How Tatiana's voice rang across the steppe: Russian literature in the life and legend of Abai

Journal of Eurasian Studies. 2018;9(1):12-19 DOI 10.1016/j.euras.2017.12.002


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Journal Title: Journal of Eurasian Studies

ISSN: 1879-3665 (Print); 1879-3673 (Online)

Publisher: SAGE Publishing

Society/Institution: Asia-Pacific Research Center

LCC Subject Category: Geography. Anthropology. Recreation: Geography (General) | Political science

Country of publisher: United Kingdom

Language of fulltext: English

Full-text formats available: PDF, HTML, ePUB



Naomi Caffee


Double blind peer review

Editorial Board

Instructions for authors

Time From Submission to Publication: 8 weeks


Abstract | Full Text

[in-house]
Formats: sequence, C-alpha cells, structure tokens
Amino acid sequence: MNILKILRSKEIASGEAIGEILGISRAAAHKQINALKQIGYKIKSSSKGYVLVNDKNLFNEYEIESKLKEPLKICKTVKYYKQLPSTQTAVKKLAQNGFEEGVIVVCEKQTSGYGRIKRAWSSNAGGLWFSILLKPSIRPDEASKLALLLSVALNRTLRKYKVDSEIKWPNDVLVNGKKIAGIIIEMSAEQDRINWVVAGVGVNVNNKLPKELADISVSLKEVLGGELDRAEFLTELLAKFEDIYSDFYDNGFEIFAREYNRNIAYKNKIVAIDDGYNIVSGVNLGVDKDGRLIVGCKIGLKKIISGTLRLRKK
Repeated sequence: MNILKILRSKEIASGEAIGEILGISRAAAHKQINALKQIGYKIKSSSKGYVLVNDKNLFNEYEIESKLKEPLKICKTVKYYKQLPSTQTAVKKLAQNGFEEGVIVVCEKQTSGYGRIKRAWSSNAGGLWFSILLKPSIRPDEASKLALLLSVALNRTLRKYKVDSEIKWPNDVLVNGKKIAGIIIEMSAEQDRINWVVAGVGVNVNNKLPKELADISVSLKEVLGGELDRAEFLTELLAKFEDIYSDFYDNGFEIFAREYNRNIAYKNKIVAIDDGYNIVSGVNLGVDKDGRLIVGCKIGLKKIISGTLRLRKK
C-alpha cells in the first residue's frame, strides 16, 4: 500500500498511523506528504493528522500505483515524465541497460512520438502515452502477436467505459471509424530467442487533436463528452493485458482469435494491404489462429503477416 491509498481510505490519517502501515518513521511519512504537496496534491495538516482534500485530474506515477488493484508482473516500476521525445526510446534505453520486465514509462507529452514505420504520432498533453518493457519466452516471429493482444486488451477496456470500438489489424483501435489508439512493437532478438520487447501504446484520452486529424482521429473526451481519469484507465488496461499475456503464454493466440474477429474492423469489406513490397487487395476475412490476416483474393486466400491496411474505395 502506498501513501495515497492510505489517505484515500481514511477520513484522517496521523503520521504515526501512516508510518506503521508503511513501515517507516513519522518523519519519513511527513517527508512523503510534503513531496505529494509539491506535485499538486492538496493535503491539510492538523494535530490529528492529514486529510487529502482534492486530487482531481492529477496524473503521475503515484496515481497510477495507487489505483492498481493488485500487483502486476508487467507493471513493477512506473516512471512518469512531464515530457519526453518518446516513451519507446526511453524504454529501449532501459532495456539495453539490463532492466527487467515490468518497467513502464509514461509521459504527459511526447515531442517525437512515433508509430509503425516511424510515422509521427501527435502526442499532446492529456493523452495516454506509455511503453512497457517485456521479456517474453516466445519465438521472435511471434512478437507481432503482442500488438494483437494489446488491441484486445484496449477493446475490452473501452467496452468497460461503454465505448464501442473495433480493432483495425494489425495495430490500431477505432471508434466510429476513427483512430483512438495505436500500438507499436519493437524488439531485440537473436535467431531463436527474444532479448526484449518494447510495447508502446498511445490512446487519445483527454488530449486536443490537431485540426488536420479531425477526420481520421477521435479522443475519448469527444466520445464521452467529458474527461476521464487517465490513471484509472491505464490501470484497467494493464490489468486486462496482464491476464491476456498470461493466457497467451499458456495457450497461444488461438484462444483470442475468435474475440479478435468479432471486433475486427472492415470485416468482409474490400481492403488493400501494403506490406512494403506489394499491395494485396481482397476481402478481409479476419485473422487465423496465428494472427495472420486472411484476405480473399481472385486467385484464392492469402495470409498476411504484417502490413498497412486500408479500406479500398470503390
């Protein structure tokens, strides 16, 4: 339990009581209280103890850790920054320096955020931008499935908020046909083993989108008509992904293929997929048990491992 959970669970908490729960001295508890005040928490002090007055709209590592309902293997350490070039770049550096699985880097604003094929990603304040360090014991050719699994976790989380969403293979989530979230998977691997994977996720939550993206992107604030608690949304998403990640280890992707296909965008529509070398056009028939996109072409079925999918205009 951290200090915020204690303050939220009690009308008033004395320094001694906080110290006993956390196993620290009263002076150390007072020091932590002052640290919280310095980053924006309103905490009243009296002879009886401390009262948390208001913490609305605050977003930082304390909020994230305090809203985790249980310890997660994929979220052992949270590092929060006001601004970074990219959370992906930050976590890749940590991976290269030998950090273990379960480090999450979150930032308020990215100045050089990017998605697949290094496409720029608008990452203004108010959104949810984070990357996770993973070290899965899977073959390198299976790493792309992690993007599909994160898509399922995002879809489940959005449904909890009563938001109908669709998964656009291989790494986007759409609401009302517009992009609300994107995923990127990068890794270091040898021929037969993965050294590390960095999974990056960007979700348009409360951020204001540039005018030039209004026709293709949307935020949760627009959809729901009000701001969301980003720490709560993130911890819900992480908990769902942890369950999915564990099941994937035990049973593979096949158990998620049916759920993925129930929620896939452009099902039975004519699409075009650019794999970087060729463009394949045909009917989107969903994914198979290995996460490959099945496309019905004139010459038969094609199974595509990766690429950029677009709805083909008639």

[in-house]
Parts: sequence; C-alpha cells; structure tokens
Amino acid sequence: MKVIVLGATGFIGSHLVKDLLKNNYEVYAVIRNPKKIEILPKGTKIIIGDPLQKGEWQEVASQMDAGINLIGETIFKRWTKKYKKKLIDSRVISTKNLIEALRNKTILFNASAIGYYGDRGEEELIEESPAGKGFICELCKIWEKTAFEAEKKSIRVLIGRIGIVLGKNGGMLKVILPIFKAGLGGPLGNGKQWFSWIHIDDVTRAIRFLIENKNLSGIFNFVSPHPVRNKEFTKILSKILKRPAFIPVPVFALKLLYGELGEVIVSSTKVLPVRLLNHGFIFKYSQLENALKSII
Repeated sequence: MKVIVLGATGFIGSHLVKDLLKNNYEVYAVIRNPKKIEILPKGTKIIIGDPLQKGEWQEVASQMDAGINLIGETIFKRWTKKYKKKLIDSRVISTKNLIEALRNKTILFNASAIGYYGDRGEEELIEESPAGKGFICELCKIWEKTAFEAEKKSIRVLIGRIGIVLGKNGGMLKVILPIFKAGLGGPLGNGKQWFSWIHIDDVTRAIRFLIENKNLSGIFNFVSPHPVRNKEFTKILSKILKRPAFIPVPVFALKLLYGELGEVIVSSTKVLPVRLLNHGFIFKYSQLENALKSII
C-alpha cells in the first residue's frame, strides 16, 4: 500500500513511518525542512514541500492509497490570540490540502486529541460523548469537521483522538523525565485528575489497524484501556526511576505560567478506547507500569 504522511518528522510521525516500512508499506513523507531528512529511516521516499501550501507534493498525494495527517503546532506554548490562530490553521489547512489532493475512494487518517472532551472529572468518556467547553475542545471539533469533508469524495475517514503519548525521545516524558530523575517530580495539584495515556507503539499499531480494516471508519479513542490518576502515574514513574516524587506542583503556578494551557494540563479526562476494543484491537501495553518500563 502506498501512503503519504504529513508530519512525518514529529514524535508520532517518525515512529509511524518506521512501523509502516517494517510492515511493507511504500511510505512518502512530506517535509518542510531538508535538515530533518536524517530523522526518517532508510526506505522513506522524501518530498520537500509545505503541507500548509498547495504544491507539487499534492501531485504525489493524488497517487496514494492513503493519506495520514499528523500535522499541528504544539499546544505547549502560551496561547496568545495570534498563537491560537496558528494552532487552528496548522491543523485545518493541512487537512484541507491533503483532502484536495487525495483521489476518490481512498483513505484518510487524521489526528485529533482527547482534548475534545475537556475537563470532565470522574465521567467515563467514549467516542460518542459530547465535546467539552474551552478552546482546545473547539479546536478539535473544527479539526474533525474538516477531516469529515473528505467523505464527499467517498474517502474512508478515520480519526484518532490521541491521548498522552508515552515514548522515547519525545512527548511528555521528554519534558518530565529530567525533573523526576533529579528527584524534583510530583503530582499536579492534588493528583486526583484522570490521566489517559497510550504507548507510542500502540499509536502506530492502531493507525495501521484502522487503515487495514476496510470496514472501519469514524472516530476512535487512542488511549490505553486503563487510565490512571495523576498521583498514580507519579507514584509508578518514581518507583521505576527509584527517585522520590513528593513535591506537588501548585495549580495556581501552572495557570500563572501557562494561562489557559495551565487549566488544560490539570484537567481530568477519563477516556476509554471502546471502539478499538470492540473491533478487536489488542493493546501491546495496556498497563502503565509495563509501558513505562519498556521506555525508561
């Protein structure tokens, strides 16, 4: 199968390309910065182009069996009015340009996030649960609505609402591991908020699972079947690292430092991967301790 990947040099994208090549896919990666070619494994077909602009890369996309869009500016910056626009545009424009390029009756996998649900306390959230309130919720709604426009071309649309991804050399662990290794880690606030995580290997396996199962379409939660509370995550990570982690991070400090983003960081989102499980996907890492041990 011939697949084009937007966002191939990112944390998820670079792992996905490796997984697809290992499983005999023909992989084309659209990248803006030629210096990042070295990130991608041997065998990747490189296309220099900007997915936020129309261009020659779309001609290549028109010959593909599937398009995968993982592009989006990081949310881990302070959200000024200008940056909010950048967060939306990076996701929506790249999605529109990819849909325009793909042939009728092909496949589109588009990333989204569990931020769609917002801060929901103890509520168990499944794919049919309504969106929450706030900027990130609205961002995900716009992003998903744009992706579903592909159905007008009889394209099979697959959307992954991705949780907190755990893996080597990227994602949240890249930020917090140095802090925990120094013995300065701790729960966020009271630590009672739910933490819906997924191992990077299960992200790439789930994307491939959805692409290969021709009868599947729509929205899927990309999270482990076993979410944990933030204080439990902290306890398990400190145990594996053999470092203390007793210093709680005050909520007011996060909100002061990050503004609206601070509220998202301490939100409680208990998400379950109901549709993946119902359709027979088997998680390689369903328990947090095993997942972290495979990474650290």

The Kazakh poet Abai Qunanbaiuly (1845–1904) today enjoys a dual legacy as the father of modern Kazakh literature (as distinct from its oral tradition) and also as an enlightener who translated the Russian classics into Kazakh and acted as a vital bridge between the two cultures. Much of Abai's reputation owes its existence to the twentieth-century author, critic, and scholar Mukhtar Auezov (1897–1961), whose biographical writings on the poet formed the standard narrative of his life and work. Initiated in 1937, the year of the Pushkin centennial celebrations in the Soviet Union, Auezov's literary canonization of Abai hinges on the poet's acquisition of the Russian language and his transformative encounters with Russian-language texts – most notably among them, Pushkin's Dubrovskii and Evgenii Onegin. In Auezov's account, Abai's efforts lead to the discovery of an authentically Kazakh literary voice, heralded by his successful adaptation of Pushkin's Evgenii Onegin into traditional Kazakh song form. In analyzing this prominent episode of the Abai legend, I argue that Russian literature's “conquest” in Central Asia was in fact a multifaceted dialogue in which writers laid the foundation for distinct national literary traditions by appropriating the literature of the colonizer – and in particular by reading, translating, displacing, domesticating, and “disorienting” the figure of Pushkin.